Just ageing, not failing

2015-03-11 00:00

STUNG by recent criticism from the Health MEC, Northdale Hospital has hit back, citing ageing infrastructure, a lack of resources and inadequate ventilation among reasons for service delivery ­failures.

On Friday, MEC Sibongiseni Dhlomo named and shamed hospitals he felt were not performing to standard. Among those he singled out was Pietermaritzburg’s Northdale Hospital.

The Witness was taken on a tour of the state facility with the chairperson of the board, Rachel Soobiah, who painted a grim picture of the conditions the staff have to work in.

A long queue at the Help Desk stretches to you as you enter the hospital.

Crying babies, loud coughs and the slamming of doors as people walk in and out of different departments seeking help, make up the common sights and sounds.

Having served as the chairperson for two years, Soobiah said she understood the hospital’s challenges well.

“And I have nothing to hide,” she said.

“We are a district hospital, but our ­patient numbers are high. We are functioning like a regional hospital.

“The hospital was built 40 years ago, and it is still in the same condition as when it was built. Nothing has been done to it apart from maintenance,” she said.

In the casualty section, there are on average 15 to 20 patients — who have been admitted from the previous night — waiting for beds.

“So when we tell patients we do not have beds, we really don’t have beds; we are not lying to them. We have three stretchers and the board bought two recliner chairs to help with the burden.

“Nurses have to do everything that is done in a ward in the casualty section. They bath and feed patients, give them medication and allow visitors in casualty. As you can see, it’s crowded,” she said.

In the orthopaedic ward, two doctors share a cubicle, simultaneously conducting consultations with different patients in the same space.

“A doctor can’t see a patient in a wheelchair because they won’t fit. The doctor must ask his colleague to leave the room so that he can attend to the disabled patient.”

Privacy is a luxury in the ward, she said. “There is no doctor-patient confidentiality here because two doctors are sharing the space.”

Soobiah said the hospital was severely under-staffed. “There are wards full of patients waiting for theatre, because we need to attend to trauma patients first. This causes a huge backlog. Sometimes there is a backlog in the trauma unit because there are so many patients to attend to.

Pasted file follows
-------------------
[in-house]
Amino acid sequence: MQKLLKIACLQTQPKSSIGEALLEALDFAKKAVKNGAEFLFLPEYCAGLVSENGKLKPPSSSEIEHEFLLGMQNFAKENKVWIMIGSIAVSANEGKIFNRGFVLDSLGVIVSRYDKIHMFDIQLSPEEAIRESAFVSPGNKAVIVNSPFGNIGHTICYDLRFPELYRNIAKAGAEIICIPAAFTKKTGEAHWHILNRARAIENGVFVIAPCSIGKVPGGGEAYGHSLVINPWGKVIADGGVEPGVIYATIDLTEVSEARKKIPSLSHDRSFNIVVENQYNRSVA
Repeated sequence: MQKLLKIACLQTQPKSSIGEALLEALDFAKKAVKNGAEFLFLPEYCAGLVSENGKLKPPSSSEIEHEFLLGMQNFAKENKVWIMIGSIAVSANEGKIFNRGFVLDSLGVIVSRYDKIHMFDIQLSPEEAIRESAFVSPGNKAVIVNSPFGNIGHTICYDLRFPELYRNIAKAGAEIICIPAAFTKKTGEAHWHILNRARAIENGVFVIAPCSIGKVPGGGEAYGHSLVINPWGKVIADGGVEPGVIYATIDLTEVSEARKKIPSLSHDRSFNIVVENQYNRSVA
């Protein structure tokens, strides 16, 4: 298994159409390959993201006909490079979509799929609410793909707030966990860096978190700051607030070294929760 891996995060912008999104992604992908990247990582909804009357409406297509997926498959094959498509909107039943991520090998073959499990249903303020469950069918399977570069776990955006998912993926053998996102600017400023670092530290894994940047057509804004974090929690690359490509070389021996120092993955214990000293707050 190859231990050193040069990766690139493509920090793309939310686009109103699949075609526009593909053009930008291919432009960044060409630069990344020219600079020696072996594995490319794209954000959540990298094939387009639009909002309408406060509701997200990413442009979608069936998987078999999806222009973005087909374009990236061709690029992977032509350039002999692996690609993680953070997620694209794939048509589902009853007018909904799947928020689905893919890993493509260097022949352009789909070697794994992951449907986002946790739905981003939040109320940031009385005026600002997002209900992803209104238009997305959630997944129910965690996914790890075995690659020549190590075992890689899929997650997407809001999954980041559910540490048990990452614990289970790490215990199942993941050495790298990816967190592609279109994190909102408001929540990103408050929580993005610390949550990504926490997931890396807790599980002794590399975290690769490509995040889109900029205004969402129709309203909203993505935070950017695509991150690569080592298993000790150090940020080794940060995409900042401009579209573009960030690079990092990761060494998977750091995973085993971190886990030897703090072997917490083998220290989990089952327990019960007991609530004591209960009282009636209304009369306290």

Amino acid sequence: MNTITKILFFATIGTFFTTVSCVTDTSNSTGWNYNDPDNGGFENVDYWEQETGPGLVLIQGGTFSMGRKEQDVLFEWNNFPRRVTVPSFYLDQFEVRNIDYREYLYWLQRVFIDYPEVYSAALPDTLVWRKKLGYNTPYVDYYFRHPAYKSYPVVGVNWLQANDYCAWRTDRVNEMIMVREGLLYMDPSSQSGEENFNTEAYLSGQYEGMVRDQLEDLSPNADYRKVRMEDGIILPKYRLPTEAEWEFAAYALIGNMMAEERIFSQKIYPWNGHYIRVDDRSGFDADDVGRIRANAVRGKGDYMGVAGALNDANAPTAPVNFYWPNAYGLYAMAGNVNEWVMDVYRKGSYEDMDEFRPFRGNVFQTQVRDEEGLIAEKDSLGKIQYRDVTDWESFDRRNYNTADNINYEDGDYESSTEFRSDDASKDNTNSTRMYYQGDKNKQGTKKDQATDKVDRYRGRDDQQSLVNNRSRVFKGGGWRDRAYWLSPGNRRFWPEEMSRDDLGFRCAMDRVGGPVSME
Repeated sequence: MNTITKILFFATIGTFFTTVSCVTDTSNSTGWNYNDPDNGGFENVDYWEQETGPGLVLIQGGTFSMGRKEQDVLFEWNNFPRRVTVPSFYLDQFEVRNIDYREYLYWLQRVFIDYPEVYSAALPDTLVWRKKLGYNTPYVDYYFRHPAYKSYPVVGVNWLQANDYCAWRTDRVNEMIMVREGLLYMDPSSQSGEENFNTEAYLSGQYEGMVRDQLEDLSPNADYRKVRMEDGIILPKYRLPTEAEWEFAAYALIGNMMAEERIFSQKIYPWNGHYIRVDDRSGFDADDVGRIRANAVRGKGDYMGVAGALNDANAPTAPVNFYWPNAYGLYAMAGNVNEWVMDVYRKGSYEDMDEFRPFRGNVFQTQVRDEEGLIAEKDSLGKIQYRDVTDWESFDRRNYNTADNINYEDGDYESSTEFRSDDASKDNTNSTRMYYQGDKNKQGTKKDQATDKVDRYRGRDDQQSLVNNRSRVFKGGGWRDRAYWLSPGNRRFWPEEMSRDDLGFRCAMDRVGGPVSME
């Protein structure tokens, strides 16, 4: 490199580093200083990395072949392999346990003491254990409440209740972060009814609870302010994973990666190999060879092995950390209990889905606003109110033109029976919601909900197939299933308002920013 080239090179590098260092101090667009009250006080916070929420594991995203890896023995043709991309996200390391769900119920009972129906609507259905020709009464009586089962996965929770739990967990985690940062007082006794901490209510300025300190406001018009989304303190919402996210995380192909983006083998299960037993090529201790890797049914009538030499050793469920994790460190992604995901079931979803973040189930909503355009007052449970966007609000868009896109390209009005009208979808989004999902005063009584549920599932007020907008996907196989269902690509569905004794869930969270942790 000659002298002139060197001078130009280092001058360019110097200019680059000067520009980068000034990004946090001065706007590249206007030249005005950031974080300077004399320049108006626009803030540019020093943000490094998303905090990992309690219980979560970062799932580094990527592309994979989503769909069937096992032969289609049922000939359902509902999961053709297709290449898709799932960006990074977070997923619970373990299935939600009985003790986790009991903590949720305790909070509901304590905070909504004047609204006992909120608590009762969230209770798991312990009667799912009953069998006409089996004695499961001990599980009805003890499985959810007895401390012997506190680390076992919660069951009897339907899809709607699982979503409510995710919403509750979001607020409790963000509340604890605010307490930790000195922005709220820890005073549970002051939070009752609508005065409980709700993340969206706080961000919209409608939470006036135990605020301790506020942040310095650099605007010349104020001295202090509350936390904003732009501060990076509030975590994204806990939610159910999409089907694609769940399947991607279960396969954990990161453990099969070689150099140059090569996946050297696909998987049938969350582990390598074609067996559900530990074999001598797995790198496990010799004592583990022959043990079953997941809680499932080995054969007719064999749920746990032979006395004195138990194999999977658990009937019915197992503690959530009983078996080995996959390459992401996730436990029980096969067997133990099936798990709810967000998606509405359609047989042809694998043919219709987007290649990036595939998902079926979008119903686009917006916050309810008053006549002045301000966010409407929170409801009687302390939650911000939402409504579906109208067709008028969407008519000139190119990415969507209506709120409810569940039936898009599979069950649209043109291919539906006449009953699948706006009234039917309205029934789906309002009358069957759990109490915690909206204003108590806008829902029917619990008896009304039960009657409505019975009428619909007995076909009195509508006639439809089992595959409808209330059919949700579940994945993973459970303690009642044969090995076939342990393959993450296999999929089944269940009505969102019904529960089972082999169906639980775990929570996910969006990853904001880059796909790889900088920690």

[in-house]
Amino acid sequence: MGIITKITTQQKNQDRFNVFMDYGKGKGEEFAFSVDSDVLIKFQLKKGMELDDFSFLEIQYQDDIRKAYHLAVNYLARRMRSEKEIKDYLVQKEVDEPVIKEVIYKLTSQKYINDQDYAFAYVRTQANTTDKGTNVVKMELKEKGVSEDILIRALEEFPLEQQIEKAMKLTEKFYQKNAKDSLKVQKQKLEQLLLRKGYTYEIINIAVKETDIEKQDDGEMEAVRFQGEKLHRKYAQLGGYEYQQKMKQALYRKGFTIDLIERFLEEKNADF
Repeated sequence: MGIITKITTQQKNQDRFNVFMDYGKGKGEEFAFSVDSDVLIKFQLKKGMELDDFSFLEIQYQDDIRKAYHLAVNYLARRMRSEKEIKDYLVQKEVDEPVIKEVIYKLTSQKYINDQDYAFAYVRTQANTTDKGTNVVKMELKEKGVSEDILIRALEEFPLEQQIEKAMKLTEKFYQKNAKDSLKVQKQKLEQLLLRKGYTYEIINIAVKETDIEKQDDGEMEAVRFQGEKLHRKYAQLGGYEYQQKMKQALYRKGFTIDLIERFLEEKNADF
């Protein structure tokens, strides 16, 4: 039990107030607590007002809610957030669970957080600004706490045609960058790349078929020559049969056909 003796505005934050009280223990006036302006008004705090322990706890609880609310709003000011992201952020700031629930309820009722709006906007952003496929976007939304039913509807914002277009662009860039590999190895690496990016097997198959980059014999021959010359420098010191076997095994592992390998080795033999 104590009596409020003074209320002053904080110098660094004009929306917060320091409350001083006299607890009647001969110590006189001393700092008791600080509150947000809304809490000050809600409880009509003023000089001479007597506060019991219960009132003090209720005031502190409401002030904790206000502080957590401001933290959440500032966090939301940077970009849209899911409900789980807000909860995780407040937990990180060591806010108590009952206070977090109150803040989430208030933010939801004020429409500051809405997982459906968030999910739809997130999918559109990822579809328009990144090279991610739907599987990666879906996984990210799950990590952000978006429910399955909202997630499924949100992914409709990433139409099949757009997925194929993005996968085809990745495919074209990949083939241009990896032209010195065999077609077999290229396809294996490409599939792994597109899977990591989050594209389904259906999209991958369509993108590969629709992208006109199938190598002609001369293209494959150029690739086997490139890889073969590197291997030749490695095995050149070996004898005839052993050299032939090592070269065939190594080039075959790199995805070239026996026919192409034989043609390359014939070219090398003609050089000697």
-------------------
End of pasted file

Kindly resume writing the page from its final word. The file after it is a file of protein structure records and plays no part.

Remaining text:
“There is also poor ventilation in the hospital and that means that infection control is not optimal,” she said.

Soobiah said waiting times in the pharmacy department had been reduced from four to five hours to one or two hours.

“The hospital caters to 31 clinics and eight old-age homes, and we also have a shortage of medicines, but that is a provincial problem.”

In the maternity ward, the subject of several Witness reports, there are only 11 labour beds. “There is a shortage of beds, particularly when patients have to be taken to theatre. These things are beyond the nurses’ control,” she said.

Addressing staff attitudes in the ward, Soobiah said nurses sometimes raise their voices because they are frustrated with patients. “When the patient is in pain and the nurse is telling her to keep her legs open, but she keeps closing them, it makes things difficult for the nurse because she wants to deliver a healthy baby.”

Soobiah said, however, that she was horrified by reports of women in labour being treated badly by nurses, and of the deaths of newborns. She said she wanted the incidents thoroughly investigated and action to be taken against guilty nurses.

Soobiah said the board met with the hospital management every second month and raised these issues.

“The CEO, Francis du Preez, has been at the helm for three years and she has brought about some positive changes in the hospital. But there is room for improvement,” said Soobiah.

“I know that Mrs du Preez raised the shortage of nurses and doctors with the Health Department last year, but the department has done nothing about it,” she said.

• amanda.khoza@witness.co.za

[letter author]

[letter author location]


Hospital by

the numbers

Beds: 420

Doctors: 64

Professional nurses: 207

Enrolled nurses: 184

Student nurses: 72

Medical Outpatients


310 patients per day

Antiretroviral Clinic:

210 to 220 patients per day


about 130 patients per day

Surgical Outpatients


40 to 45 patients per day

Gynaecology: 40 to 50

patients per day

Casualty: 150 to 160

patients per day

Babies born per day:

15 to 18

Babies born per month: about 600

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